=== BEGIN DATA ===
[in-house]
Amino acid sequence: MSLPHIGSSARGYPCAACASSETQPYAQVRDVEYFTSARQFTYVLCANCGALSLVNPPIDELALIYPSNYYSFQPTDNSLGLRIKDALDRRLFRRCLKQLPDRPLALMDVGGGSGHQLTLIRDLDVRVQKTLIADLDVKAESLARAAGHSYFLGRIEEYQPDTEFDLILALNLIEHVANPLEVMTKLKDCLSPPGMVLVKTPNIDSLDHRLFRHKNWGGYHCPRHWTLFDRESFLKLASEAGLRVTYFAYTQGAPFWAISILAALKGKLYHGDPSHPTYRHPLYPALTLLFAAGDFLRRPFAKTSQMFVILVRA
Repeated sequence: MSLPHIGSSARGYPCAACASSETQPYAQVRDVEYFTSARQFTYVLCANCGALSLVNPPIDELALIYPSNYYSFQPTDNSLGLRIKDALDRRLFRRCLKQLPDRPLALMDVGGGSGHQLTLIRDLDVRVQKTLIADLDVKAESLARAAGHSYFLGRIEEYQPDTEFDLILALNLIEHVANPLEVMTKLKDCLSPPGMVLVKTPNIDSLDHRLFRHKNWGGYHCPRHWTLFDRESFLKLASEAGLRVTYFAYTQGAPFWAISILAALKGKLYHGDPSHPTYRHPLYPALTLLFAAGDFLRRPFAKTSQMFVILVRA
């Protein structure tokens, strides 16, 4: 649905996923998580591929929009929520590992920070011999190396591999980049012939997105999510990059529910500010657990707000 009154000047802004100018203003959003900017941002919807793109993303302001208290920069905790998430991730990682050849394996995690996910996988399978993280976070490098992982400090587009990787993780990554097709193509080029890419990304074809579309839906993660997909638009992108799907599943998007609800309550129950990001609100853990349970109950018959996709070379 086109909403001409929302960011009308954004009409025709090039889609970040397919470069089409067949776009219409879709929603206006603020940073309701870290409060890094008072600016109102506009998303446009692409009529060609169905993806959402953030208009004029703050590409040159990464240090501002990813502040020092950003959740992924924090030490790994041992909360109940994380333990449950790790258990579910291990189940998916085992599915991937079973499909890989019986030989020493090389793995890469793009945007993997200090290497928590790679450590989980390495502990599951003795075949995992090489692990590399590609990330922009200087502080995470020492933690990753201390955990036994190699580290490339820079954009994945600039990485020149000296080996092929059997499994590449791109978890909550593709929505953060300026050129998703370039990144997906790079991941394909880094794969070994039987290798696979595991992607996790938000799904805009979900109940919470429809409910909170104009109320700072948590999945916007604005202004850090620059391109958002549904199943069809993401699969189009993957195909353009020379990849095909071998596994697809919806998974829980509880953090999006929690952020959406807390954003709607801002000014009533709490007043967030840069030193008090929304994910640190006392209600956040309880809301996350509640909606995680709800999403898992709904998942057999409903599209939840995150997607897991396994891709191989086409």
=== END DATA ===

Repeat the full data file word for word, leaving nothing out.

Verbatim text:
[in-house]
Amino acid sequence: MSLPHIGSSARGYPCAACASSETQPYAQVRDVEYFTSARQFTYVLCANCGALSLVNPPIDELALIYPSNYYSFQPTDNSLGLRIKDALDRRLFRRCLKQLPDRPLALMDVGGGSGHQLTLIRDLDVRVQKTLIADLDVKAESLARAAGHSYFLGRIEEYQPDTEFDLILALNLIEHVANPLEVMTKLKDCLSPPGMVLVKTPNIDSLDHRLFRHKNWGGYHCPRHWTLFDRESFLKLASEAGLRVTYFAYTQGAPFWAISILAALKGKLYHGDPSHPTYRHPLYPALTLLFAAGDFLRRPFAKTSQMFVILVRA
Repeated sequence: MSLPHIGSSARGYPCAACASSETQPYAQVRDVEYFTSARQFTYVLCANCGALSLVNPPIDELALIYPSNYYSFQPTDNSLGLRIKDALDRRLFRRCLKQLPDRPLALMDVGGGSGHQLTLIRDLDVRVQKTLIADLDVKAESLARAAGHSYFLGRIEEYQPDTEFDLILALNLIEHVANPLEVMTKLKDCLSPPGMVLVKTPNIDSLDHRLFRHKNWGGYHCPRHWTLFDRESFLKLASEAGLRVTYFAYTQGAPFWAISILAALKGKLYHGDPSHPTYRHPLYPALTLLFAAGDFLRRPFAKTSQMFVILVRA
């Protein structure tokens, strides 16, 4: 649905996923998580591929929009929520590992920070011999190396591999980049012939997105999510990059529910500010657990707000 009154000047802004100018203003959003900017941002919807793109993303302001208290920069905790998430991730990682050849394996995690996910996988399978993280976070490098992982400090587009990787993780990554097709193509080029890419990304074809579309839906993660997909638009992108799907599943998007609800309550129950990001609100853990349970109950018959996709070379 086109909403001409929302960011009308954004009409025709090039889609970040397919470069089409067949776009219409879709929603206006603020940073309701870290409060890094008072600016109102506009998303446009692409009529060609169905993806959402953030208009004029703050590409040159990464240090501002990813502040020092950003959740992924924090030490790994041992909360109940994380333990449950790790258990579910291990189940998916085992599915991937079973499909890989019986030989020493090389793995890469793009945007993997200090290497928590790679450590989980390495502990599951003795075949995992090489692990590399590609990330922009200087502080995470020492933690990753201390955990036994190699580290490339820079954009994945600039990485020149000296080996092929059997499994590449791109978890909550593709929505953060300026050129998703370039990144997906790079991941394909880094794969070994039987290798696979595991992607996790938000799904805009979900109940919470429809409910909170104009109320700072948590999945916007604005202004850090620059391109958002549904199943069809993401699969189009993957195909353009020379990849095909071998596994697809919806998974829980509880953090999006929690952020959406807390954003709607801002000014009533709490007043967030840069030193008090929304994910640190006392209600956040309880809301996350509640909606995680709800999403898992709904998942057999409903599209939840995150997607897991396994891709191989086409």